Tuesday, February 05, 2013

Recommitting to Service and Community

The following is a reflection written by Julie Pomerleau, one of this year's South House Volunteers.

“Let us hold unwavering to our confession that gives us hope, for he who made the promise is trustworthy.  We must consider how to rouse one another to love and good works…encouraging one another to love and good works.”

As I read this passage from Hebrews today, I was struck by how accurately it resonates with my reflections about my transition into the second half of Amate.  Though I’m not usually open to sharing my innermost thoughts and feelings on the internet, when Ryan asked for a blog about midyear experiences I felt driven to share, despite my reservations.  So here goes.

The first half of my Amate experience was wonderful in many ways: making new friends, exploring Chicago, having fun with my community. However, I must admit that this joy was coupled with an equal amount of challenges and frustrations.  How would I touch the lives of my high school students when I couldn't even get them to stop talking long enough to learn anything?  How would I balance the demands of planning, grading, and parent meetings with Amate events, my community, keeping up with friends and family, praying, and still find time to sleep at night?  Though I was chipping away at finding this balance, by the end of December I was worn out mentally, physically, and spiritually.  So before I had even finished submitting final exam grades, I was on a plane home to get some much needed R&R.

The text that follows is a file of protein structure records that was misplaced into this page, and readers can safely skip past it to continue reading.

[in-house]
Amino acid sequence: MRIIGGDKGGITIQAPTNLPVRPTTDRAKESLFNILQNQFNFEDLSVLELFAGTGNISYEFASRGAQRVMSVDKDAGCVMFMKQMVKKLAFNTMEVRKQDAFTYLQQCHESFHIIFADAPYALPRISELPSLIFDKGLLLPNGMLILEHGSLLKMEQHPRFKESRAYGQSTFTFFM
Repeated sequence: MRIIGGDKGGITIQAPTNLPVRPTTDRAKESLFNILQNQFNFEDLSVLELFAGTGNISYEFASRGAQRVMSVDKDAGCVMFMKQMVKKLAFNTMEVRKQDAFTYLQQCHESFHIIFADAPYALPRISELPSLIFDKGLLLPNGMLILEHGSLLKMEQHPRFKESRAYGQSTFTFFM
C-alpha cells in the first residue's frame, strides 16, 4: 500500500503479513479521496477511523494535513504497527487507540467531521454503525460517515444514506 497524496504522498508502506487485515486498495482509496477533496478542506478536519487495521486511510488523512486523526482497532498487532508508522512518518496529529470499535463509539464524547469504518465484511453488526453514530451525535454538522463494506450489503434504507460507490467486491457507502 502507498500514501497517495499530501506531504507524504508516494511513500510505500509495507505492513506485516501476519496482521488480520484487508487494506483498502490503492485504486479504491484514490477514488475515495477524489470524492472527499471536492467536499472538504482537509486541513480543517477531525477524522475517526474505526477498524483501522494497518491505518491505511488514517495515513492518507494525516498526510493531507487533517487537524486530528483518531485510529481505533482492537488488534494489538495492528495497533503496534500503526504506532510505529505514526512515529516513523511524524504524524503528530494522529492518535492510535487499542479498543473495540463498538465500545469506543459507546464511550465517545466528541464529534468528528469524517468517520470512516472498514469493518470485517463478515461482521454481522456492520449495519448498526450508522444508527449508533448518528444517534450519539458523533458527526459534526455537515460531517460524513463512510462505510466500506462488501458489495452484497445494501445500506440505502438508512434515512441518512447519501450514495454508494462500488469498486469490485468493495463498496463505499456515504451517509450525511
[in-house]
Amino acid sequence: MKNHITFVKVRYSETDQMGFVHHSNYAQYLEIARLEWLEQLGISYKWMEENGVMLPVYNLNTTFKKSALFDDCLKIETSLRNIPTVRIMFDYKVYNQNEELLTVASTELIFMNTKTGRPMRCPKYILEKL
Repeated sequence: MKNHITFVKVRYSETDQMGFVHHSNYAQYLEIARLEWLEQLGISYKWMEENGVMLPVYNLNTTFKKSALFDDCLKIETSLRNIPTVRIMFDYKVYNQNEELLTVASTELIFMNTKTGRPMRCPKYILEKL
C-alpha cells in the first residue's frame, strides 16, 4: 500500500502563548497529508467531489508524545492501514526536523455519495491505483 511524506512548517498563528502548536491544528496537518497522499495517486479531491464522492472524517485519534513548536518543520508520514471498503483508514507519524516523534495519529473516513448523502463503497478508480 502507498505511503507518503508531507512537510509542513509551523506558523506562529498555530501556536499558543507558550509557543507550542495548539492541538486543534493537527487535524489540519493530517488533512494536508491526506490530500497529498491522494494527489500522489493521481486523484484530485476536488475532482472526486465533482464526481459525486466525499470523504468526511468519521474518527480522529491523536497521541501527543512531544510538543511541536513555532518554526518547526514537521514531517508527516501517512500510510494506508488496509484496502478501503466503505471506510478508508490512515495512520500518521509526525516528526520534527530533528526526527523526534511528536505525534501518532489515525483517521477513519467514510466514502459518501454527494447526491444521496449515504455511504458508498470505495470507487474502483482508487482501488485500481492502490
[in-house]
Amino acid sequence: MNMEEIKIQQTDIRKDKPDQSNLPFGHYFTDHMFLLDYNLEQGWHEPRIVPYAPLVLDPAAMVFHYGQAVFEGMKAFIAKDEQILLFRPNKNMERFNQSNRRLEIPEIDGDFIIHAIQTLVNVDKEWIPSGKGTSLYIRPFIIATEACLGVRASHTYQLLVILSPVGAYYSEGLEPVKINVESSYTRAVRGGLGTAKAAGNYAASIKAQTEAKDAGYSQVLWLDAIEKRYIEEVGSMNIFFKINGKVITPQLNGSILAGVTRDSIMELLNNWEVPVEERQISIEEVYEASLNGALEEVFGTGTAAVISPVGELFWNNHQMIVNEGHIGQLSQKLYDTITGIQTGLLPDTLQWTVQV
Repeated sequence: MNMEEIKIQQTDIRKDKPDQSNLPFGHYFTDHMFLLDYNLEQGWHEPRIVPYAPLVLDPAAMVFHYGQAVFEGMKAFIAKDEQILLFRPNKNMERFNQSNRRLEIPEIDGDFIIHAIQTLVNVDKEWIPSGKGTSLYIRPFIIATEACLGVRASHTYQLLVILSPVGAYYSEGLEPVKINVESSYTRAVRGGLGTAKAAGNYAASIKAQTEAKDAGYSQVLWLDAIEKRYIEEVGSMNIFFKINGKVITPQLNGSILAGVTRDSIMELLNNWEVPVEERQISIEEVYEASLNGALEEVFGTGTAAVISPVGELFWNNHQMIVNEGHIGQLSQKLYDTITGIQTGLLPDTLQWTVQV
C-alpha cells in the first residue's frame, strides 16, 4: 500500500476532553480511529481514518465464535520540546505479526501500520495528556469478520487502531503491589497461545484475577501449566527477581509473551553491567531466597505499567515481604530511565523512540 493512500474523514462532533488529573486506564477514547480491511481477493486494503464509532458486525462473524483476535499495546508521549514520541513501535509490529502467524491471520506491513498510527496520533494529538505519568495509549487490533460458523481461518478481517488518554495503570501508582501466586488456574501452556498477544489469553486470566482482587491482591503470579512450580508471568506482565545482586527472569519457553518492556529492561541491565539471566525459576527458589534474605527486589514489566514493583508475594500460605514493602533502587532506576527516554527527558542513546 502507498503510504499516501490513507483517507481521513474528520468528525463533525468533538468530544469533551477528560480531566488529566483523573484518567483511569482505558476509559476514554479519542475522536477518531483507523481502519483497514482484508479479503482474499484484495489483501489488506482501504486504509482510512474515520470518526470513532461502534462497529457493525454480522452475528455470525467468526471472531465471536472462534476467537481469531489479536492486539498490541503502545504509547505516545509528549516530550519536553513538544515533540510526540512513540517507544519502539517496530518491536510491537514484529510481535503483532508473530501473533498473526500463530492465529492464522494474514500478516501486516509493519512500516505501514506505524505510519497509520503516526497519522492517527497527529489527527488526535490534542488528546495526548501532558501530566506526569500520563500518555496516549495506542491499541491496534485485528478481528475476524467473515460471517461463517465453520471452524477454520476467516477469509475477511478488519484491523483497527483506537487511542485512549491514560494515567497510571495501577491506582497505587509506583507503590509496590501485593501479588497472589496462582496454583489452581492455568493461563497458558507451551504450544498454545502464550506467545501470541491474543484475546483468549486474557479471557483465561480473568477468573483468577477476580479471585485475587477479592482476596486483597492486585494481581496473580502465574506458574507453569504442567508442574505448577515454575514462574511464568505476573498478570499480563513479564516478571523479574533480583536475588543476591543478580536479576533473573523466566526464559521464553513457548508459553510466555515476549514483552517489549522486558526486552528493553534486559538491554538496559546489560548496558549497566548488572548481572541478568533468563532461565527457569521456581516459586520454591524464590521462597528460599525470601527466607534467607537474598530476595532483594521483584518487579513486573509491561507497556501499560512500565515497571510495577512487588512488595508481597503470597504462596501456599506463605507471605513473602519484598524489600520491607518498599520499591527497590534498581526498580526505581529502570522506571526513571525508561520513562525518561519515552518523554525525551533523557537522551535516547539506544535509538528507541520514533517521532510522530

It was such an enormous blessing to celebrate Christmas and New Years with my family and old friends, spending a full week soaking in their abiding love, joy, and support.  Once I had gotten a chance to relax, I began reflecting on what it would be like to return to Chicago for Amate: Part 2.  I have to admit that I was a bit apprehensive, recalling the tensions from the end of the year and holding onto the many ways I had failed in the past five months.  I couldn't let go of the lessons that had flopped and the relationships that were still distant, the perfectionist in me insisting that if I hadn't gotten it right by now, it just wasn't going to happen.  Also, I had just reconnected with friends and family with whom my relationships were so natural and easy, it would be tough to return to all those young relationships that were still growing.